It's been quite some time since I have given you a wild critter update of the goings-ons around the Sanctuary. It's been a fun spring.
Two wild geese settled on the pond and are raising five goslings with the help of a vigilant "Aunt," a domestic goose from the next pond. They are getting pretty big and fluttering around trying to fly. Last week an eagle perched on the tall 'woodpecker' condo and was giving them the, well, eagle eye, so to speak, and mom and pop hunkered down and circled the wagons while some raucous jays dive-bombed him until he decided to gig a frog and leave for easier pickings.
Corey (stepson who lives in an Airstream on the mustang property), brought home three ducklings and they have been quite an endeavor. They are now fairly large and have shed their yellow feathers for white ones and are finally ensconced in a duck house he built. There's a reason for being called 'bird brain.' These three stooges are getting used to the pond slowly, though they are still intimidated by it. When they are adult they'll graduate to a floating island in the middle of the pond. We hope the wild geese will kinda show them the ropes since they were bought as young 'uns from Tractor Supply.
We have suspected for some time that there has been a fox lurking about, as they tend to hide their scat and scent by going to the bathroom on top of the horse manure. It's not Francis, since she would have come up to the terrace for food by now. A 'new' fox is shy, and primarily a creature of the night. So when we pulled in the drive one night last week and a fox tore out from under the pampas grass and down the drive we were thrilled, but not surprised. I'm pretty sure it is one of Francis's kits, come to claim her mom's territory as her own, now that Francis is gone.
The bachelor beaver has come and gone after checking his property. He usually stays at his Lodge a few days and trims up the willow and then goes on down the stream where food is easier to find. We'll be so glad to have him stay the summer once the willows are grown back.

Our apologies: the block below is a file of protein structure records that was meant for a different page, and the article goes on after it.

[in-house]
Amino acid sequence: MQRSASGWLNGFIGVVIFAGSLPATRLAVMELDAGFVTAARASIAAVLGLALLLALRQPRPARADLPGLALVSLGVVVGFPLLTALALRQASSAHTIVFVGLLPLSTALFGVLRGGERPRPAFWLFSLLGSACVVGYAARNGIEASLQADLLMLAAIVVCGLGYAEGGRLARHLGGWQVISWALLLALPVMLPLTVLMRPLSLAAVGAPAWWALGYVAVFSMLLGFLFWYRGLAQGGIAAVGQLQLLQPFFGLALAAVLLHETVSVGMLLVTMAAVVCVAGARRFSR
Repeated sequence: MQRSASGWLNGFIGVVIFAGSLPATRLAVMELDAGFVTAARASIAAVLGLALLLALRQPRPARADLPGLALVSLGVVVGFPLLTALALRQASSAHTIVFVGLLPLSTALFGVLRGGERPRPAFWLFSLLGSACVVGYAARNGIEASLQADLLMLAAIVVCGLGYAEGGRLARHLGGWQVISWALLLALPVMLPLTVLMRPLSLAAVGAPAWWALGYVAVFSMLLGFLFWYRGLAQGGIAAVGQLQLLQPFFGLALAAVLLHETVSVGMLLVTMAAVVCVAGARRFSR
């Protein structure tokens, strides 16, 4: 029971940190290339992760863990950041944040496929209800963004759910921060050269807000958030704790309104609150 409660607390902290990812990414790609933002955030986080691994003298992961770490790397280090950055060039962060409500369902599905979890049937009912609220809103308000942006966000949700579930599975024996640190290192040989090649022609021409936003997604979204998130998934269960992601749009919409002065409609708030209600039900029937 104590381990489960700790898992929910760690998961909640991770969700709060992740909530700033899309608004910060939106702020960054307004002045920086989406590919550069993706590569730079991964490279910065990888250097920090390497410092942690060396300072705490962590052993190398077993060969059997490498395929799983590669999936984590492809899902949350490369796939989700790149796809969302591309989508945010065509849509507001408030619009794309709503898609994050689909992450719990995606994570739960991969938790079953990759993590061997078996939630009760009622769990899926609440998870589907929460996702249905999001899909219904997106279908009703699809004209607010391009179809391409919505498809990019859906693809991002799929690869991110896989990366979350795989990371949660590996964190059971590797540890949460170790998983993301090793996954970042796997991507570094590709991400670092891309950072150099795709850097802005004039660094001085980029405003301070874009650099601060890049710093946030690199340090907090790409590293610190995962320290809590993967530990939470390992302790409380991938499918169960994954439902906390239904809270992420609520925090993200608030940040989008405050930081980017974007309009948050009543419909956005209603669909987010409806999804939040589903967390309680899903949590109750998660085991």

Driving up the mountain Thursday afternoon I stopped in the road to watch a doe nudge her newborn fawn across the road. The fawn was the size of a medium-sized dog and wobbly on his legs. He was scared to cross the road and hunkered down in fear while I sat there for a few minutes until mom finally persuaded him to finish crossing the road and go into the glade. He must have just been born.
A friend is raising a baby raccoon that I want to see, but he came down with distemper. We are hoping he'll pull through. We have pretty much stopped feeding the ones here, but for one female that just insists she's part of the household and won't go away, so we will feed 'Sad Girl,' a can a night. As soon as we open the door she knows to run into the back yard to get her food. She was brought up by her mom a few generations ago and is very tame.
That's all the critter news to report...the mustangs are all doing great. The drought has wreaked havoc on the pasture, though, so we are forced to buy hay and alfalfa cubes, which isn't great for our meager budget. We are hoping for some rain! If y'all have any, send it on down our way.